Implementation of GovTech systems promises to simplify government operations and processes. In order to do so, it must be able to overcome three main obstacles that stand between the development of GovTech tools and adoption and trust on the part of users.
In developing more advanced technologies, government agencies and their technology partners will need to avoid designing tools that can’t be used or accessed by their citizens. GovTech tools used internally by agencies must also be accessible to employees who may not be centrally located and who may have lower levels of connectivity.
Because not everyone has access to the devices and connectivity services required to use advanced digital tools, advancing GovTech too far or too rapidly may be counterproductive and leave people behind.
As more of human life happens online, expectations for digital interactions (even those with government) continue to evolve. From grocery shopping to healthcare visits, people have become accustomed to doing everything online. While this tears down a lot of barriers that used to exist between users and their trust of online services, it also sets a higher bar for how effective those digital interactions should be. GovTech will need to deliver systems that help both citizens and government workers efficiently achieve their desired objective.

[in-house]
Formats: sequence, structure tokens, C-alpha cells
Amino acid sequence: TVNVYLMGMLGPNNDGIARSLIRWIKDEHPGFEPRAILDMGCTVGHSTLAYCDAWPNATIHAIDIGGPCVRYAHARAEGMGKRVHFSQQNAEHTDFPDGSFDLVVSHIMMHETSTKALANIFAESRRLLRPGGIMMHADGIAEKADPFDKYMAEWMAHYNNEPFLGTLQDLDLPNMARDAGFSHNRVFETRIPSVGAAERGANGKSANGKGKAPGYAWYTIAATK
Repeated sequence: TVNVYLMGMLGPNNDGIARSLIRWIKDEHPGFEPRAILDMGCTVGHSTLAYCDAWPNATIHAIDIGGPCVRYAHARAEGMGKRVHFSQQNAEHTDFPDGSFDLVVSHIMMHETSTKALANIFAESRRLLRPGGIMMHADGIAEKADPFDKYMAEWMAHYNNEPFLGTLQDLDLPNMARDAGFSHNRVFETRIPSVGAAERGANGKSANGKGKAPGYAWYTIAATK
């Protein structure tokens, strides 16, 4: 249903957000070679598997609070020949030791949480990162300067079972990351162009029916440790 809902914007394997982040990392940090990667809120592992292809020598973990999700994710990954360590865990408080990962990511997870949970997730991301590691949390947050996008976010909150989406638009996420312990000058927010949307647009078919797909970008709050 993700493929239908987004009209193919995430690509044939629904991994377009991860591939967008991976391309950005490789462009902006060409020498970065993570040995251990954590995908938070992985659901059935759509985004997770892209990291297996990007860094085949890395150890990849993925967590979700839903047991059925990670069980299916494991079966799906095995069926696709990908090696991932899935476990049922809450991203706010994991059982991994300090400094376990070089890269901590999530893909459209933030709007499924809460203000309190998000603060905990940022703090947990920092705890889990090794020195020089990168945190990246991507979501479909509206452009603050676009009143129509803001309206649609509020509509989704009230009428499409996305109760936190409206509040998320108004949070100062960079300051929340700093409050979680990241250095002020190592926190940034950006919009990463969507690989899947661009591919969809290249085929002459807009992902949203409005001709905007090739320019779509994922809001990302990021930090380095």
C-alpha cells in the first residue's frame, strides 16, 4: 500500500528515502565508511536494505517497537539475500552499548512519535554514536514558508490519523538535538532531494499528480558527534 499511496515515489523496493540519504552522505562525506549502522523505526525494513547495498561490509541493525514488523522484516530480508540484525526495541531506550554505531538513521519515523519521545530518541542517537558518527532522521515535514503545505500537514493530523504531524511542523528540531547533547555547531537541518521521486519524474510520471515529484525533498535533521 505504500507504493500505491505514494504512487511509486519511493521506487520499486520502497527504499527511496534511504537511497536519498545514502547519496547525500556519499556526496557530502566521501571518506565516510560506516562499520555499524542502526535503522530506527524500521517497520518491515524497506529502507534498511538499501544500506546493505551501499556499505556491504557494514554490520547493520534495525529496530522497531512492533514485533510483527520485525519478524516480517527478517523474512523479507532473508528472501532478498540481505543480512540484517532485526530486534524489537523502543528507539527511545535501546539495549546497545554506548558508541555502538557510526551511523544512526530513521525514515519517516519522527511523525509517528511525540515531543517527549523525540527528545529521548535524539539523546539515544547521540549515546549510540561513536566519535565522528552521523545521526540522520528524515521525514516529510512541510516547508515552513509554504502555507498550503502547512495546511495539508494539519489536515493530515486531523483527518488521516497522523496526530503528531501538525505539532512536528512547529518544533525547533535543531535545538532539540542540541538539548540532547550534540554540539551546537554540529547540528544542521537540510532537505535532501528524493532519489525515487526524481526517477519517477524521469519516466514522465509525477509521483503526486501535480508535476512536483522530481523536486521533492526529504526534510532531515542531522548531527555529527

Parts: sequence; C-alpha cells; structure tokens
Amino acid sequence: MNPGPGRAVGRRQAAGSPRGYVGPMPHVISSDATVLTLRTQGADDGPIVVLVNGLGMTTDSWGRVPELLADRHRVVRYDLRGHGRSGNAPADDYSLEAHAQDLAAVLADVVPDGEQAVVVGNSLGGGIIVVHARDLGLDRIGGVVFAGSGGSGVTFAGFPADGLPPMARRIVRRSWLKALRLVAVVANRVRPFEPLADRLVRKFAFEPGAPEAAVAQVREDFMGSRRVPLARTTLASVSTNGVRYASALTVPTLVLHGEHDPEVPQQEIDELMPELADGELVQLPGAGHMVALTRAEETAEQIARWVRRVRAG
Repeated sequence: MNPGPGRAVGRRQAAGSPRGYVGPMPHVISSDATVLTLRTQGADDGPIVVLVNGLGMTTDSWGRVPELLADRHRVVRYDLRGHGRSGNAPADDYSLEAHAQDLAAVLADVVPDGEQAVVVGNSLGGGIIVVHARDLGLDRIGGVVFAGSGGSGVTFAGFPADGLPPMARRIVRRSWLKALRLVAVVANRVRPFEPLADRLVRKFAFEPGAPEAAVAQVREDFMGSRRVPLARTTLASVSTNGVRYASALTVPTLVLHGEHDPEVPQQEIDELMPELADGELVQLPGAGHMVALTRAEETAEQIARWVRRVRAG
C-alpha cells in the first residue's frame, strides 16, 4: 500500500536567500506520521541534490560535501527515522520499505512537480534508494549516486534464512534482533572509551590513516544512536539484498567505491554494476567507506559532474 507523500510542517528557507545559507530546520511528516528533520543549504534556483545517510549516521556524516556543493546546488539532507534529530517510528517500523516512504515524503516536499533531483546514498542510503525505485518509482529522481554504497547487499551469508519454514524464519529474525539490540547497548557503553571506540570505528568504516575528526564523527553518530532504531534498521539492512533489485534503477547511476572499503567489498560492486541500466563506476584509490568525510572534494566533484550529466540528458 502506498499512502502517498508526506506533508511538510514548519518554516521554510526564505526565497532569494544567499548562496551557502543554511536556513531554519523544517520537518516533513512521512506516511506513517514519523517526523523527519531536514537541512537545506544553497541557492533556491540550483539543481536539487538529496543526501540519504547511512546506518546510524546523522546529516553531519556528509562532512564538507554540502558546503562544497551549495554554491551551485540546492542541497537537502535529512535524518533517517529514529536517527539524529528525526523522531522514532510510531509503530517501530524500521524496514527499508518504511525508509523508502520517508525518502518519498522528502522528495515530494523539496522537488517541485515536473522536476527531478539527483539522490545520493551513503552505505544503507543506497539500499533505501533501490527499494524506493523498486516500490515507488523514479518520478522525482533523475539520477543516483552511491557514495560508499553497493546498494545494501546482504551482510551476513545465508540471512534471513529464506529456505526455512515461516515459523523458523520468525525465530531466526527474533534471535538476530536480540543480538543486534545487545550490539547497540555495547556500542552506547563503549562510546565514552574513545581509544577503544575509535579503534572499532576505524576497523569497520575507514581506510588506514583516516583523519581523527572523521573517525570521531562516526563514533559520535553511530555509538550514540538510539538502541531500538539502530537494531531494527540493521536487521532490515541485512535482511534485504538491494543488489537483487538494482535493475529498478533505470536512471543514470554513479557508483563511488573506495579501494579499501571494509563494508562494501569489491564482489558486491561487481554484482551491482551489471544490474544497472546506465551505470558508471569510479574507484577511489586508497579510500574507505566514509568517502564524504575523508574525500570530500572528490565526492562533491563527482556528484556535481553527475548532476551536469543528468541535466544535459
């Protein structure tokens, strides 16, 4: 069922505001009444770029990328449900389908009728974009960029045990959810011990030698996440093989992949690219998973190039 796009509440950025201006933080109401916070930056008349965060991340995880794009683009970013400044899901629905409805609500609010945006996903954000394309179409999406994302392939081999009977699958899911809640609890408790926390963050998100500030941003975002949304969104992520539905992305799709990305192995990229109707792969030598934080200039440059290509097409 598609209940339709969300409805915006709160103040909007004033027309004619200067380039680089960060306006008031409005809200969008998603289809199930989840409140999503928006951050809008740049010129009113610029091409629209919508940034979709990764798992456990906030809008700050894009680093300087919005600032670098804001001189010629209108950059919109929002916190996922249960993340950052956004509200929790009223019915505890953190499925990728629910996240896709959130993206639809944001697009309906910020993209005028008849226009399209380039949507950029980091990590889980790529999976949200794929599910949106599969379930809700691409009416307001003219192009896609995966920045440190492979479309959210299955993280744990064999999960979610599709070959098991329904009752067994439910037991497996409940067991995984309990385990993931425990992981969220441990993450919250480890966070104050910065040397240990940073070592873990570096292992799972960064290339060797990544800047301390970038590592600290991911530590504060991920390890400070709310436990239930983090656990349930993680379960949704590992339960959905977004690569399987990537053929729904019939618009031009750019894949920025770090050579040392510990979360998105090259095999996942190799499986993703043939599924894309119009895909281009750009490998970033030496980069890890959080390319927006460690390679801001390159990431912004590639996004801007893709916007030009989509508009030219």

Balance Between UX and Security
People can pick and choose from a host of online services depending on their needs and the user experience (UX). They can choose one pizza delivery app over another, or shop at one site over another based on convenience. However, citizens and government employees don’t often have a choice when it comes to interacting with government services and tools.
While GovTech needs to create a pleasant UX for digital-based services, it also needs those interactions to be secure. People already perceive more risk in handing over their private information to public entities than they do to private ones. This makes it even more important for GovTech to build and honor user trust by protecting their data.
In public sector systems, concerns over security have usually been given priority over providing a seamless UX. But as GovTech begins to leverage more modern technology and security tools, they have an opportunity to achieve balance between UX and security.